What Happens After Treatment for Eye Cancer?

For many people with eye cancer, treatment can remove or destroy the cancer. Completing treatment can be both stressful and exciting. You may be relieved to finish treatment, but find it hard not to worry about cancer the growing or coming back. (When cancer comes back after treatment, it is called a recurrence.) This is a very common concern in people who have had cancer.

It may take a while before your fears lessen. But it may help to know that many cancer survivors have learned to accept this uncertainty and are living full lives. See Living With Uncertainty: The Fear of Cancer Recurrence for more about this.

For other people, the eye cancer may never go away completely. These people might get regular treatments with chemotherapy, radiation therapy, or other therapies to help keep the cancer in check for as long as possible. Learning to live with cancer as a more of a chronic disease can be difficult and very stressful. It has its own type of uncertainty. See When Cancer Doesn’t Go Away for more about this.

Follow-up care

If you have completed treatment, your doctors will still want to watch you closely. It’s very important to keep all follow-up appointments. During these visits, your doctors will ask about symptoms, examine you, and may order certain tests.

Follow-up is needed to check for cancer recurrence or spread, as well as possible side effects of certain treatments. This is a good time for you to ask your health care team any questions you need answered and to discuss any concerns you might have.

Almost any cancer treatment can have side effects. Some might last for a few weeks or months, but others can last the rest of your life. Don’t hesitate to tell your cancer care team about any symptoms or side effects that bother you so they can help you manage them.

Follow-up after treatment of uveal (eye) melanoma

Your doctor will most likely want to see you fairly often (every couple of months or so) at first. The time between visits may get longer if you are not having any problems. During these doctor visits, you might get:

  • Physical exams (including careful eye exams if the eye has not been removed) to look for tumor recurrence or side effects of treatment as early as possible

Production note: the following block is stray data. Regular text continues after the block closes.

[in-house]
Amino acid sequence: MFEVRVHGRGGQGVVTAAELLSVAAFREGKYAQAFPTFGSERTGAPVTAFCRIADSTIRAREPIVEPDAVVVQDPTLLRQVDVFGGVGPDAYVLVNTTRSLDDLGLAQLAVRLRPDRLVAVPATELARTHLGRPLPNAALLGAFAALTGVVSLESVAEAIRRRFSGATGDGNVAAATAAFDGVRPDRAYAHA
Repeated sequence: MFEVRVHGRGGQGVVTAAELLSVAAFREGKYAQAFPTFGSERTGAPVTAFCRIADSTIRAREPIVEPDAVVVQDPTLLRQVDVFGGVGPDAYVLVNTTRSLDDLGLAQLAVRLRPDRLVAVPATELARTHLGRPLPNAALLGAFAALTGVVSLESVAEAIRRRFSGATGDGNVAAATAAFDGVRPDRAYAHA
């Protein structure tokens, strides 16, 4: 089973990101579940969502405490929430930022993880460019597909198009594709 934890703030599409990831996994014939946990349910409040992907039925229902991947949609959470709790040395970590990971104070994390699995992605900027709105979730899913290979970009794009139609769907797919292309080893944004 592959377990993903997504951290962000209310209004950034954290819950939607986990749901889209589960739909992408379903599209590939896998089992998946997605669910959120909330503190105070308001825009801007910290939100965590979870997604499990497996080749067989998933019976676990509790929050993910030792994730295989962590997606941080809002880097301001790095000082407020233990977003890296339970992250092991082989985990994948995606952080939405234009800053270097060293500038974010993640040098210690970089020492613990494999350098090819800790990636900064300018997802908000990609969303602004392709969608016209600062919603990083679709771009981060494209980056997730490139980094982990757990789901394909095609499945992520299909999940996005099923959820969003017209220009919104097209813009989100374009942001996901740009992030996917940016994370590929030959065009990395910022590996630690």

• Blood tests to look for possible signs of cancer spread to the liver
  • Imaging tests such as chest x-rays, ultrasound, CT scans, or MRI scans to watch for cancer recurrence or spread, especially to the liver or lungs
  • recurrences can be treated more effectively if they are found early.

If cancer does recur at some point, further treatment will depend on where the cancer is, what treatments you’ve had before, and your health. For more information on how recurrent cancer is treated, see “ Treating uveal (eye) melanoma by location and size” For more general information on dealing with a recurrence, see When Your Cancer Comes Back: Cancer Recurrence.

Treatments for eye cancers such as surgery, radiation therapy, and laser therapy can cause side effects. Your doctors will check your treated eye for complications and may recommend medicines or operations to help control side effects and help to keep your vision as clear as possible. For example, radiation therapy might cause cataracts to form or injure muscles around the eye, resulting in blurred or double vision. In either case, surgery may help with these problems.

Follow-up exams and tests are also important for people who have had an eye removed, because melanomas can still sometimes recur in the area around the eye or in distant parts of the body.

Follow-up after treatment of eye lymphoma

Physical exams are usually done about every 3 months for the first few years after treatment. Other tests might include lumbar punctures (spinal taps) to look for lymphoma cells in the cerebrospinal fluid and MRI scans of the brain to look for recurrence or metastasis.

Seeing a new doctor

At some point after your treatment, you might be seeing a new doctor who doesn’t know about your medical history. It’s important to be able to give the details of your diagnosis and treatment. Gathering these details during or soon after treatment may be easier than trying to get them at some point in the future. Make sure you have this information handy (and always keep copies for yourself):

  • copy of your pathology report(s) from any biopsies or surgeries
  • of imaging tests (CT or MRI scans, etc.), which can usually be stored digitally on a DVD, etc.
  • you had surgery, a copy of your operative report(s)
  • you stayed in the hospital, a copy of the discharge summary that the doctor wrote when you were sent home
  • you had radiation therapy, a summary of the type and dose of radiation and when and where it was given
  • you had chemotherapy or other medicines, a list of the drugs, drug doses, and when you took them
  • names and contact information of the doctors who treated your cancer

It is also very important to keep health insurance. Tests and doctor visits cost a lot, and even though no one wants to think of their cancer coming back, this could happen.

The American Cancer Society medical and editorial content team

Our team is made up of doctors and master's-prepared nurses with deep knowledge of cancer care as well as journalists, editors, and translators with extensive experience in medical writing.

Last Medical Review: December 9, 2014 Last Revised: February 5, 2016

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